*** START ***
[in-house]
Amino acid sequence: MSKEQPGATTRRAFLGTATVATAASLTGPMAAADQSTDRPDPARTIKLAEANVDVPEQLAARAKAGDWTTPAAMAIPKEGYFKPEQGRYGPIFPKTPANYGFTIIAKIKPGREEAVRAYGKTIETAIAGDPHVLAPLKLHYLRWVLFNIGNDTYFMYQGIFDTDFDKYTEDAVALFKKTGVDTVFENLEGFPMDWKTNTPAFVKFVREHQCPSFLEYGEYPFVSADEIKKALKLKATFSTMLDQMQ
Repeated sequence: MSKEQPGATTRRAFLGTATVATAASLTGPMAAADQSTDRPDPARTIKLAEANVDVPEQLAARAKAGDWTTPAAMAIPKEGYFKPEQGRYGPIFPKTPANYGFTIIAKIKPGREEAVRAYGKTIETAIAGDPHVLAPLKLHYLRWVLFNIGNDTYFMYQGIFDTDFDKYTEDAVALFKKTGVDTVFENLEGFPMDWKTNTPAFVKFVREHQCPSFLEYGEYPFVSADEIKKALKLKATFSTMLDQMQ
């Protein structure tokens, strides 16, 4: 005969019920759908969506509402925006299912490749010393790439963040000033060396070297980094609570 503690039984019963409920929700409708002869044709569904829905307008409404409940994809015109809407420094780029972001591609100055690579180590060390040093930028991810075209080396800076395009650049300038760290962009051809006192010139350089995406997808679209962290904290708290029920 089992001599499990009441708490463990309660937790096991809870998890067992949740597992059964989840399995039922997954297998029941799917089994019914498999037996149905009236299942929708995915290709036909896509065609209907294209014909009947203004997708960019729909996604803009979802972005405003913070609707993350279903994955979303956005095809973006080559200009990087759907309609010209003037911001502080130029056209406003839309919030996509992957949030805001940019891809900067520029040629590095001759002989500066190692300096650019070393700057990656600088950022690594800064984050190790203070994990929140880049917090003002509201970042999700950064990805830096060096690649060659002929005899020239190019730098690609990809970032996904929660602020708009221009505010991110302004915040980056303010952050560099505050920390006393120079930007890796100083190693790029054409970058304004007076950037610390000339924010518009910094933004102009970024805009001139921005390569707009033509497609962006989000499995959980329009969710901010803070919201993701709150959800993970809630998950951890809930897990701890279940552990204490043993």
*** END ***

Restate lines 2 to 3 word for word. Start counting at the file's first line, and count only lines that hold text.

Amino acid sequence: MSKEQPGATTRRAFLGTATVATAASLTGPMAAADQSTDRPDPARTIKLAEANVDVPEQLAARAKAGDWTTPAAMAIPKEGYFKPEQGRYGPIFPKTPANYGFTIIAKIKPGREEAVRAYGKTIETAIAGDPHVLAPLKLHYLRWVLFNIGNDTYFMYQGIFDTDFDKYTEDAVALFKKTGVDTVFENLEGFPMDWKTNTPAFVKFVREHQCPSFLEYGEYPFVSADEIKKALKLKATFSTMLDQMQ
Repeated sequence: MSKEQPGATTRRAFLGTATVATAASLTGPMAAADQSTDRPDPARTIKLAEANVDVPEQLAARAKAGDWTTPAAMAIPKEGYFKPEQGRYGPIFPKTPANYGFTIIAKIKPGREEAVRAYGKTIETAIAGDPHVLAPLKLHYLRWVLFNIGNDTYFMYQGIFDTDFDKYTEDAVALFKKTGVDTVFENLEGFPMDWKTNTPAFVKFVREHQCPSFLEYGEYPFVSADEIKKALKLKATFSTMLDQMQ